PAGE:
The 176th AHC had two platoons of Hueys and a platoon of Huey Gunships. After flying Hueys for two months, he was invited to switch to the Gunship platoon.

Fureigh’s Huey assignments included flying resupply and spray missions and inserting troops for long-range recon patrols. When the Gunship platoon wasn’t providing close-fire support on combat assaults, two teams were on standby (quick reaction) for supporting troops in enemy contact. 

“When we flew, we fought. We engaged the enemy,” Fureigh said.  

He faced intense combat during Operation Lam Son 719 - the invasion of Laos. 110 helicopters were shot down in the six-week battle.   

“I didn’t feel like I had a good chance of ever seeing the world again. One day at a time. Each day is people getting shot down. Captured. Killed,” he said. 

Despite the constant danger he lived in for one year, for Fureigh, the worst part of Vietnam was coming home. “My generation of Vietnam veterans were rejected. Totally. I couldn’t get a job.” 

He wasn’t able to receive the help he needed from the Veterans Administration and was denied support from veteran service organizations.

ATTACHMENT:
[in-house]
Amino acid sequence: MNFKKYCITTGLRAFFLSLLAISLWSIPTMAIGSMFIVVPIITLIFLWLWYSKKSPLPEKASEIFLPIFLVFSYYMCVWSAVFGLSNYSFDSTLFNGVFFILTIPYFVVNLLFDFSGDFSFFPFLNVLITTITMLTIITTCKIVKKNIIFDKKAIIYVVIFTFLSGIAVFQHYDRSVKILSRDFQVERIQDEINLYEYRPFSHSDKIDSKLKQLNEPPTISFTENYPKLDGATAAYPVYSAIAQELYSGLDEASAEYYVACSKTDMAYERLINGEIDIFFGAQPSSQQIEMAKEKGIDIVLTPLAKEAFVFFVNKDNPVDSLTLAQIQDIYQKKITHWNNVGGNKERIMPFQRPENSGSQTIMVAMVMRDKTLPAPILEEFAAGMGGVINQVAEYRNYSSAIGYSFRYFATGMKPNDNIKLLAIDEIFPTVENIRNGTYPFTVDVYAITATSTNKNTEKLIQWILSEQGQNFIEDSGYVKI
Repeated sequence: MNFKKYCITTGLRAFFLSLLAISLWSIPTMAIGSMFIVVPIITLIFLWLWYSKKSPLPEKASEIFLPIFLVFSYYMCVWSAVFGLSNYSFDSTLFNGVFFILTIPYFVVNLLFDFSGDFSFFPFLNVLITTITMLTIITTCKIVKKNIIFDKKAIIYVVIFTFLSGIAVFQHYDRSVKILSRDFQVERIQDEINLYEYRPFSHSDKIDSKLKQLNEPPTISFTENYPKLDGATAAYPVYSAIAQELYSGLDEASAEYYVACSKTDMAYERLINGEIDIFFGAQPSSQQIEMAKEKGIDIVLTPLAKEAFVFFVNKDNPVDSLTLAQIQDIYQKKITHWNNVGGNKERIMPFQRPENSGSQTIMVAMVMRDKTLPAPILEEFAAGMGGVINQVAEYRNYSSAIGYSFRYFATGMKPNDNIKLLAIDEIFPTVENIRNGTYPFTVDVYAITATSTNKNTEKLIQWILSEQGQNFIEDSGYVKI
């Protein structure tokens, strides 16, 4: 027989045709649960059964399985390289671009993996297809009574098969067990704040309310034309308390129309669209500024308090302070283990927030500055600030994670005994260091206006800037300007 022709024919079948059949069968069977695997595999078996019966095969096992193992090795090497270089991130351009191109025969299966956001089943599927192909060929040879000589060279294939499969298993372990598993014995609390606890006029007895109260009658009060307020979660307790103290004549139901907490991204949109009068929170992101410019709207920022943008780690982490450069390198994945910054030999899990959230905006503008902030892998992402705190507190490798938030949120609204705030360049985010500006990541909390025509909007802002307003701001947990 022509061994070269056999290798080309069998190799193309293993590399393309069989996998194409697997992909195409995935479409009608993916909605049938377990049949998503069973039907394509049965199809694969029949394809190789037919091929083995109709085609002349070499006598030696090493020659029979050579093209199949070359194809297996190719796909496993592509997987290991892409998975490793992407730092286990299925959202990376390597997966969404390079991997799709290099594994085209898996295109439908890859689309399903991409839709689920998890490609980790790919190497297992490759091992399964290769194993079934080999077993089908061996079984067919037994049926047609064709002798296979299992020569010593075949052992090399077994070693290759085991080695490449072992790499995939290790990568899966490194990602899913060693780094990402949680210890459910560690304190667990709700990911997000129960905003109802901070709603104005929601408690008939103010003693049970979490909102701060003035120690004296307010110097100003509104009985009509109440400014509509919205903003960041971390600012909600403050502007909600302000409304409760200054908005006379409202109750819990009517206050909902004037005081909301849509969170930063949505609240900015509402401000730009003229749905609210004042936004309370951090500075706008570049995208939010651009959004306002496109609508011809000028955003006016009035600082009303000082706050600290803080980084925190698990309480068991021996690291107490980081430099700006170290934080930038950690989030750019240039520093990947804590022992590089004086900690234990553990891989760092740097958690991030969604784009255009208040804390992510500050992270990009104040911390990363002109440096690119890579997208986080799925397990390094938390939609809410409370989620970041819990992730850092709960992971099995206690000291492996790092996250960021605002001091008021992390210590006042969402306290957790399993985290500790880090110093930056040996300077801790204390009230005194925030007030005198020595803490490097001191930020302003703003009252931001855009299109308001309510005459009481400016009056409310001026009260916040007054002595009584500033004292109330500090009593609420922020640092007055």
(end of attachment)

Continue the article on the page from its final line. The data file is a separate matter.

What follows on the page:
“I was getting this feedback that I wasn’t right,” Fureigh said. “It’s overwhelming and it’s coming from every direction and it’s continuous.” 

He finally found the support he needed from the Arkansas Army National Guard. After being on the waiting list for three years, he joined the Guard where he learned a lot of his fellow guard aviators faced the same experiences when they returned home. “That was the perfect salve for confirmation that there is nothing wrong with me.”

He flew in the guard for 20 years and retired as a Chief Warrant Officer in 1994.

Today, he continues to fly the Huey as a volunteer copilot with the organization American Huey 369. He also serves as treasurer of a chapter of the Vietnam Helicopter Pilots Association and authors an article for its national magazine. 

Fureigh remains active in veterans advocacy as a life member of American Legion Post 74 and Veterans of Foreign Wars Post 9095, as well as the Arkansas Veterans Coalition and the AARP Veterans Team. He’s constantly working to make the lives of veterans better.  

“If I’m awake I’m usually doing something related to veterans and military,” he said. 

“I’m grateful for Robert’s service to our nation and the positive attitude he has maintained in the face of the adversity he experienced. He serves as a reminder that we made a promise to the men and women who served our nation and we must fulfill our obligation to take care of their needs and support their transition to civilian life. His commitment exemplifies the lifelong efforts by our nation’s troops to take care of their fellow warriors. I’m pleased to help capture and preserve his memories,” Boozman said. 

Boozman will submit Fureigh’s entire interview to the Veterans History Project, an initiative of the Library of Congress’s American Folklife Center to collect and retain the oral histories of our nation’s veterans.